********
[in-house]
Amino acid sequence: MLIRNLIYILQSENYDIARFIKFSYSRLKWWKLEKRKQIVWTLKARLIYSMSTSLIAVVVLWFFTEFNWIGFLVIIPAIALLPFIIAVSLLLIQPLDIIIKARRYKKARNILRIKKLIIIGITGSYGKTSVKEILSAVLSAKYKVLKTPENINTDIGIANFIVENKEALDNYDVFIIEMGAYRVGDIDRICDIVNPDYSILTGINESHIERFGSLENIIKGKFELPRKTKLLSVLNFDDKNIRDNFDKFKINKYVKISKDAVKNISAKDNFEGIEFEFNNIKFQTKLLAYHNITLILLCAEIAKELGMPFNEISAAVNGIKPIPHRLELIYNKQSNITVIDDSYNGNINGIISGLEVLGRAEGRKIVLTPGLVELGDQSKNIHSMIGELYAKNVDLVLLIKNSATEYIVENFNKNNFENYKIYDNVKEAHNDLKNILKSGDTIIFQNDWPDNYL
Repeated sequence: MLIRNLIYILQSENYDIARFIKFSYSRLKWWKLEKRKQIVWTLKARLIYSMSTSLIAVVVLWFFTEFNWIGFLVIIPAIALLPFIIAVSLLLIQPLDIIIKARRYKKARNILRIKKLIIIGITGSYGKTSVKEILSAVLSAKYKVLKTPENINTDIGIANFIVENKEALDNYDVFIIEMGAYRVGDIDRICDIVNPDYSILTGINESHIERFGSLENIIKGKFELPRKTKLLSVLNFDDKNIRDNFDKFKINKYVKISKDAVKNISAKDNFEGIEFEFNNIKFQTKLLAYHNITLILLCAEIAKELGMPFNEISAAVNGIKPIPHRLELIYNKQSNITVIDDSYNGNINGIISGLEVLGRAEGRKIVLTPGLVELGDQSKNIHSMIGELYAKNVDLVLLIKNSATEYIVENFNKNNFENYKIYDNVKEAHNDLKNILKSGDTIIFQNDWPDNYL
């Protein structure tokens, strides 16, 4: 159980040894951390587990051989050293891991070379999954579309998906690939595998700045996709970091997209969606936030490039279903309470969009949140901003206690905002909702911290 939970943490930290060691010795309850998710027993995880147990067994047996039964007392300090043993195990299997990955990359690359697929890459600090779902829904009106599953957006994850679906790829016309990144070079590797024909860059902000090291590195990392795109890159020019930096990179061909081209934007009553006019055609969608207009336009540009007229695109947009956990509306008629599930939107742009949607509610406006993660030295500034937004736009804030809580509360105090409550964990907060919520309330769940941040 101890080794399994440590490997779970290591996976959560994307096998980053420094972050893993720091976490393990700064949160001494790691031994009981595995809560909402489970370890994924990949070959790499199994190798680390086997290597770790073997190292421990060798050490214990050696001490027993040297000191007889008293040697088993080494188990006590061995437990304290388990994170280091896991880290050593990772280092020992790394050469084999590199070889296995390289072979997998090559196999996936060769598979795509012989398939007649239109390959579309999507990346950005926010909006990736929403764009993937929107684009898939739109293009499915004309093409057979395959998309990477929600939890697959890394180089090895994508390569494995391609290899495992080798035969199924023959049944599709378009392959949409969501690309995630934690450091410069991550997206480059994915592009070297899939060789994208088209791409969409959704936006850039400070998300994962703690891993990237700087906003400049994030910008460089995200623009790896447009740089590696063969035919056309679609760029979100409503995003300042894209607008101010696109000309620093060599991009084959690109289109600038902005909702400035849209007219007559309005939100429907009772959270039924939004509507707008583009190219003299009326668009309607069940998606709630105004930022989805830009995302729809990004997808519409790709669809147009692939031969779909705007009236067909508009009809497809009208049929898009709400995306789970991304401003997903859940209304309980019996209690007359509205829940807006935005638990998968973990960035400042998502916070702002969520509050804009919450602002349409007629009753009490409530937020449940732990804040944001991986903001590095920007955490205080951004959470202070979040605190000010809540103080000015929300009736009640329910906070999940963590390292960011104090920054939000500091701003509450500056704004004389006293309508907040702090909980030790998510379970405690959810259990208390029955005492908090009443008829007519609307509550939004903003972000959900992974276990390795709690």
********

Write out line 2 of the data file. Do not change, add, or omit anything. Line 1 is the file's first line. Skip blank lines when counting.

Amino acid sequence: MLIRNLIYILQSENYDIARFIKFSYSRLKWWKLEKRKQIVWTLKARLIYSMSTSLIAVVVLWFFTEFNWIGFLVIIPAIALLPFIIAVSLLLIQPLDIIIKARRYKKARNILRIKKLIIIGITGSYGKTSVKEILSAVLSAKYKVLKTPENINTDIGIANFIVENKEALDNYDVFIIEMGAYRVGDIDRICDIVNPDYSILTGINESHIERFGSLENIIKGKFELPRKTKLLSVLNFDDKNIRDNFDKFKINKYVKISKDAVKNISAKDNFEGIEFEFNNIKFQTKLLAYHNITLILLCAEIAKELGMPFNEISAAVNGIKPIPHRLELIYNKQSNITVIDDSYNGNINGIISGLEVLGRAEGRKIVLTPGLVELGDQSKNIHSMIGELYAKNVDLVLLIKNSATEYIVENFNKNNFENYKIYDNVKEAHNDLKNILKSGDTIIFQNDWPDNYL